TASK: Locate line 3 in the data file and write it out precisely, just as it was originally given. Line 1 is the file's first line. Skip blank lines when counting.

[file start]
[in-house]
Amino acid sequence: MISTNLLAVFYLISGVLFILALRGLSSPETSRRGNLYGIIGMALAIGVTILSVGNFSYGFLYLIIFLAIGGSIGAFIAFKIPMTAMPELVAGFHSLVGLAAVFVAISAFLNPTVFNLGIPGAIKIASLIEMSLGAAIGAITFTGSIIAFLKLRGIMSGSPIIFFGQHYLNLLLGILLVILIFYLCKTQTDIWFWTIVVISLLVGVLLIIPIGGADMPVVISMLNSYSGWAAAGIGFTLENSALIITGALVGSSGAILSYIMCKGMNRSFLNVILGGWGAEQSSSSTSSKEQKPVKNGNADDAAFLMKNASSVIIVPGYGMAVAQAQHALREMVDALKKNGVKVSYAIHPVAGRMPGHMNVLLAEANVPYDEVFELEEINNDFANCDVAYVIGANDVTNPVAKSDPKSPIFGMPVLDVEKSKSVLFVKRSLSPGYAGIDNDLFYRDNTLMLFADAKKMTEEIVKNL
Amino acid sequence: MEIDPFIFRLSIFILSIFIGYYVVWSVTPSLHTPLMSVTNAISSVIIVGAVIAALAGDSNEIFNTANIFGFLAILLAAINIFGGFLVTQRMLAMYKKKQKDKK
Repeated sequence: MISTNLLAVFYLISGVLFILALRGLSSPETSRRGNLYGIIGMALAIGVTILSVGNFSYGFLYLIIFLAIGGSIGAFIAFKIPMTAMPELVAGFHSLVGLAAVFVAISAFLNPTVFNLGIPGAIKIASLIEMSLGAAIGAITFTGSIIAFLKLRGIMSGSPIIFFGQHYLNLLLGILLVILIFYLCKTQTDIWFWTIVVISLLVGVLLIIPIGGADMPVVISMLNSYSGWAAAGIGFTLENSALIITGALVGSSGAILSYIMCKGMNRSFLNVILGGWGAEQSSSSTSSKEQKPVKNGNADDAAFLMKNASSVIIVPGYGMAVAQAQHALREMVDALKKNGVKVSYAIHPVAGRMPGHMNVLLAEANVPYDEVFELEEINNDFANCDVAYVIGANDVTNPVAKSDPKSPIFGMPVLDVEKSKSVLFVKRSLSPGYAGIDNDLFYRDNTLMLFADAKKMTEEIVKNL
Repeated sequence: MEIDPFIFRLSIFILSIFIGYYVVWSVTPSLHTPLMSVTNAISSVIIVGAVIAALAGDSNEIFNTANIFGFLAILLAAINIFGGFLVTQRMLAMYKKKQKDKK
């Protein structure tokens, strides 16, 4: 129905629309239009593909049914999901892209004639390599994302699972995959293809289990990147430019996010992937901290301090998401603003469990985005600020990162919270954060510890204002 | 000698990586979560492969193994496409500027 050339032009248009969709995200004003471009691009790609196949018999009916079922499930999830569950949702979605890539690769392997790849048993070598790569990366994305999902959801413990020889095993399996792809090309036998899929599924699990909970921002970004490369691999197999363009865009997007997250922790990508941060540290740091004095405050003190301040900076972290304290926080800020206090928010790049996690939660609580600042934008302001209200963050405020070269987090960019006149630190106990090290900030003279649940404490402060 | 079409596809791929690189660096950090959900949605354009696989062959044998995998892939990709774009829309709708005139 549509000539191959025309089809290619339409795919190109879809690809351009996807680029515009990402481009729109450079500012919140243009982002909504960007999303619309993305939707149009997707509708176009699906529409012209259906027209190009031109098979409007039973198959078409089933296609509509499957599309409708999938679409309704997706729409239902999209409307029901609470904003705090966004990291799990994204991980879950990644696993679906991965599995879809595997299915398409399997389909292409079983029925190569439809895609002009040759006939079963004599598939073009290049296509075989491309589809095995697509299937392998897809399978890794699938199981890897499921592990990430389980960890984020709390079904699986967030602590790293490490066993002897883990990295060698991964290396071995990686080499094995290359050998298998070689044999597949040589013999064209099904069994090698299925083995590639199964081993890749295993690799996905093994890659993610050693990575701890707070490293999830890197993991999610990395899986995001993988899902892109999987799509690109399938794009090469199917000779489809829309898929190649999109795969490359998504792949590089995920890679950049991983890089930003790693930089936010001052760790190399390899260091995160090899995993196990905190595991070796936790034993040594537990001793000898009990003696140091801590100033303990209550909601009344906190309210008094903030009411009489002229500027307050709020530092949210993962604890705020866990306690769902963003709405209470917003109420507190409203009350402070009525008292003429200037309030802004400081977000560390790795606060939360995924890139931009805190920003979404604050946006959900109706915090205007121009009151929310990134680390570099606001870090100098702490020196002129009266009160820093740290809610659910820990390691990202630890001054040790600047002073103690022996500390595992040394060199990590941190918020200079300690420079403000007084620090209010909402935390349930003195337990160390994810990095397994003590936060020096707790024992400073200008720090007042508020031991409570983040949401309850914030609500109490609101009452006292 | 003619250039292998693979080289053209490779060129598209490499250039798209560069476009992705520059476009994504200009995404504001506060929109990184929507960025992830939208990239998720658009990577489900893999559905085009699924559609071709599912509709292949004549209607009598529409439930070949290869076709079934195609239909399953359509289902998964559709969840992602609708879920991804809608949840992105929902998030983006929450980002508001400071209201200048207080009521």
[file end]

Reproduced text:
Amino acid sequence: MEIDPFIFRLSIFILSIFIGYYVVWSVTPSLHTPLMSVTNAISSVIIVGAVIAALAGDSNEIFNTANIFGFLAILLAAINIFGGFLVTQRMLAMYKKKQKDKK